Posts Tagged ‘CMMI’

Understood, Manageable, And Known.

February 5, 2014 Leave a comment

Our sophistication continuously puts us ahead of ourselves, creating things we are less and less capable of understanding – Nassim Taleb

It’s like clockwork. At some time downstream, just about every major weapons system development program runs into cost, schedule, and/or technical performance problems – often all three at once (D’oh!).

Despite what their champions espouse, agile and/or level 3+ CMMI-compliant processes are no match for these beasts. We simply don’t have the know how (yet?) to build them efficiently. The scope and complexity of these Leviathans overwhelms the puny methods used to build them. Pithy agile tenets like “no specialists“, “co-located team“, “no titles – we’re all developers” are simply non-applicable in huge, multi-org programs with hundreds of players.

puny processes

Being a student of big, distributed system development, I try to learn as much about the subject as I can from books, articles, news reports, and personal experience. Thanks to Twitter mate @Riczwest, the most recent troubled weapons system program that Ive discovered is the F-35 stealth fighter jet. On one side, an independent, outside-of-the-system, evaluator concludes:

The latest report by the Pentagon’s chief weapons tester, Michael Gilmore, provides a detailed critique of the F-35’s technical challenges, and focuses heavily on what it calls the “unacceptable” performance of the plane’s software… the aircraft is proving less reliable and harder to maintain than expected, and remains vulnerable to propellant fires sparked by missile strikes.

On the other side of the fence, we have the $392 billion program’s funding steward (the Air Force) and contractor (Lockheed Martin) performing damage control via the classic “we’ve got it under control” spiel:

Of course, we recognize risks still exist in the program, but they are understood and manageable. – Air Force Lieutenant General Chris Bogdan, the Pentagon’s F-35 program chief

The challenges identified are known items and the normal discoveries found in a test program of this size and complexity. – Lockheed spokesman Michael Rein

All of the risks and challenges are understood, manageable, known? WTF! Well, at least Mr. Rein got the “normal” part right.

In spite of all the drama that takes place throughout a large system development program, many (most?) of these big ticket systems do eventually get deployed and they end up serving their users well. It simply takes way more sweat, time, and money than originally estimated to get it done.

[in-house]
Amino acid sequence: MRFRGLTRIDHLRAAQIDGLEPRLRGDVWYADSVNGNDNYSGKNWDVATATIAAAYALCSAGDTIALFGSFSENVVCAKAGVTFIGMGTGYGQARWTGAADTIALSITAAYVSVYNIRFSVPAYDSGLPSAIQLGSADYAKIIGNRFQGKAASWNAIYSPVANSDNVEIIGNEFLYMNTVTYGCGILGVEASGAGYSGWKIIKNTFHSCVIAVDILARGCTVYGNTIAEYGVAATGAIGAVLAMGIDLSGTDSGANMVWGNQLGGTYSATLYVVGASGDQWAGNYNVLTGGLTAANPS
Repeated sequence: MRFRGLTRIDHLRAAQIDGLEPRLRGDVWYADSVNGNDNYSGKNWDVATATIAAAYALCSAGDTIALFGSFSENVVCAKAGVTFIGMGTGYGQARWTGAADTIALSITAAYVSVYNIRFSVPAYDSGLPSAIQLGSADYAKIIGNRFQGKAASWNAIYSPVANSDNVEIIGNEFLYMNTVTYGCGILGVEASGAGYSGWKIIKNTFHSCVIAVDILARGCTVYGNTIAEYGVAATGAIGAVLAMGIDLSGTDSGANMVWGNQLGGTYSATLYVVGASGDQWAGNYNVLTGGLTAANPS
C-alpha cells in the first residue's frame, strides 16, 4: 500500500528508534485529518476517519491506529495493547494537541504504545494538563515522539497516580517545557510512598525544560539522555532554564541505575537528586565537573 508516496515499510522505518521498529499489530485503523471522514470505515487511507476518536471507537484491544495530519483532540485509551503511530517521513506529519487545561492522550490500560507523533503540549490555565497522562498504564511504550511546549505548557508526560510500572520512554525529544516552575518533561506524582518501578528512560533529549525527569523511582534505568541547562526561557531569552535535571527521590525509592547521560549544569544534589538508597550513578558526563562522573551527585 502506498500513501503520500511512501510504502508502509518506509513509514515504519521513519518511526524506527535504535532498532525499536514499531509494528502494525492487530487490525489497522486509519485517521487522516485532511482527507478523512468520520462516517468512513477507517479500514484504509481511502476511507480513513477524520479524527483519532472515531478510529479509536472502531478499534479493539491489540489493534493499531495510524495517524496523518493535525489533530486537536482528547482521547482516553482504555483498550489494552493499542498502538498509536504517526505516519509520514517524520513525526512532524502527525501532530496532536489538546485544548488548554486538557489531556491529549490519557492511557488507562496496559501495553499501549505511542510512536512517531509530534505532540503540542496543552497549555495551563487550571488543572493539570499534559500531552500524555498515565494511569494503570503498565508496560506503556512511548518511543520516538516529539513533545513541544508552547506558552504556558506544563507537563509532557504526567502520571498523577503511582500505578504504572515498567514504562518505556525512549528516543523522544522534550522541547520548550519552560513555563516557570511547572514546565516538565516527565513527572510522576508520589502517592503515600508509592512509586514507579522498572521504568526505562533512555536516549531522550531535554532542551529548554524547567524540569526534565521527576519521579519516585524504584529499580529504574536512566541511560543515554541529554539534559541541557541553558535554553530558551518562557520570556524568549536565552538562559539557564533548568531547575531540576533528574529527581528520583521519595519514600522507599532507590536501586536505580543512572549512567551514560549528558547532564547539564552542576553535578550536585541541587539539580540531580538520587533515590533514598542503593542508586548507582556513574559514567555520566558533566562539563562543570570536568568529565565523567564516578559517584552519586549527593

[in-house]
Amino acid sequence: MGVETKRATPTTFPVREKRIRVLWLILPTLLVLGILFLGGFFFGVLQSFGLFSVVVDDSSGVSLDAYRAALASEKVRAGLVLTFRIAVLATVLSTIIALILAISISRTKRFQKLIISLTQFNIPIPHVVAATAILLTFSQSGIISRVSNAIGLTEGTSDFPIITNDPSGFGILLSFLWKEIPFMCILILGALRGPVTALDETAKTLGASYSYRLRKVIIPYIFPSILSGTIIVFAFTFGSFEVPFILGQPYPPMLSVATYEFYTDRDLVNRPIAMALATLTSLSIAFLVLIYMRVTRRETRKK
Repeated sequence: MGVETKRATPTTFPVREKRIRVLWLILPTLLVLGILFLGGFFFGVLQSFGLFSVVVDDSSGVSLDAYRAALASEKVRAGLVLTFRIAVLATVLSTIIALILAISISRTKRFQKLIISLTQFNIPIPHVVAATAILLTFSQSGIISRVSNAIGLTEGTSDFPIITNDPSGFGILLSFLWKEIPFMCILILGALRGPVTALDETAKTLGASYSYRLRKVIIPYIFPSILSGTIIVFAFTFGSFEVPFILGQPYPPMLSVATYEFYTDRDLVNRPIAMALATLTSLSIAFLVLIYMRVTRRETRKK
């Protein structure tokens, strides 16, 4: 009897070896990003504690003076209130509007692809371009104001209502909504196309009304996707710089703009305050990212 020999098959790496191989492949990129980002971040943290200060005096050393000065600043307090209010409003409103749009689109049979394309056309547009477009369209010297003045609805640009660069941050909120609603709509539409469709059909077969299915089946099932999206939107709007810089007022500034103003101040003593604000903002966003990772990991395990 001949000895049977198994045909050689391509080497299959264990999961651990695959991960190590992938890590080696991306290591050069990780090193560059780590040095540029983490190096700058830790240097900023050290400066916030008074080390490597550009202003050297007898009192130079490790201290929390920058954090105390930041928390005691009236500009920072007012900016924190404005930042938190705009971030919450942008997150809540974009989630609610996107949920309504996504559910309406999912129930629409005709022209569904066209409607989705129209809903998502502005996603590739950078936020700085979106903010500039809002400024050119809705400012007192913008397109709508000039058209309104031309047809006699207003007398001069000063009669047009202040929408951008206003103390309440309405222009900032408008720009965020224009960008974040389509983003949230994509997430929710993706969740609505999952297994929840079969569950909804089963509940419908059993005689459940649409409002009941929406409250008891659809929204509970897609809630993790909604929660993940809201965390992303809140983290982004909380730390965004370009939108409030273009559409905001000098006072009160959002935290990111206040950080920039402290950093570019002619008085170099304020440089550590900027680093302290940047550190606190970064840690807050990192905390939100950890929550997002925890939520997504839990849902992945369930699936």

Fluency And Maturity

July 4, 2013 2 comments

After reading about Martin Fowler‘s “levels of agile fluency”, I decided to do a side-by-side exploration of his four levels of fluency with the famous (infamous?) five “levels of CMMI maturity“:

proces vs team

As you can easily deduce, the first difference that I noticed was that

The SEI focuses on the process. Fowler focuses on the team of people.

Next, I noticed:

To the SEI, “proactive” is good and “reactive” is bad. Proactive vs. reactive seems to be a “don’t care” to Fowler.

The SEI emphasizes the attainment of “control“. Fowler emphasizes the attainment of “business value“.

While writing this post, I really wanted to veer off into a rant demonizing the SEI list for being so mechanistically Newtonian. However, I stepped back, decided to take the high road, and formed the following meta-conclusion:

The SEI & Fowler lists aren’t necessarily diametrically opposed.

Perhaps the nine levels can be intelligently merged into a brilliant hybrid that balances both people and process (like the Boehm/Turner attempt).

What do you think? Is the side-by-side comparison fair, or is it an apple & oranges monstrosity?


September 26, 2012 5 comments

Don’t Do This!

September 2, 2012 Leave a comment

Because of its oxymoronic title, I started reading Paul McMahon’s “Integrating CMMI and Agile Development: Case Studies and Proven Techniques for Faster Performance Improvement“. For CMMI compliant orgs (Level >= 3) that wish to operate with more agility, Paul warns about the “pile it on” syndrome:

So, you say “No org in their right mind would ever do that“. In response, BD00 sez “Orgs don’t have minds“.

Ultimately And Unsurprisingly

September 1, 2012 5 comments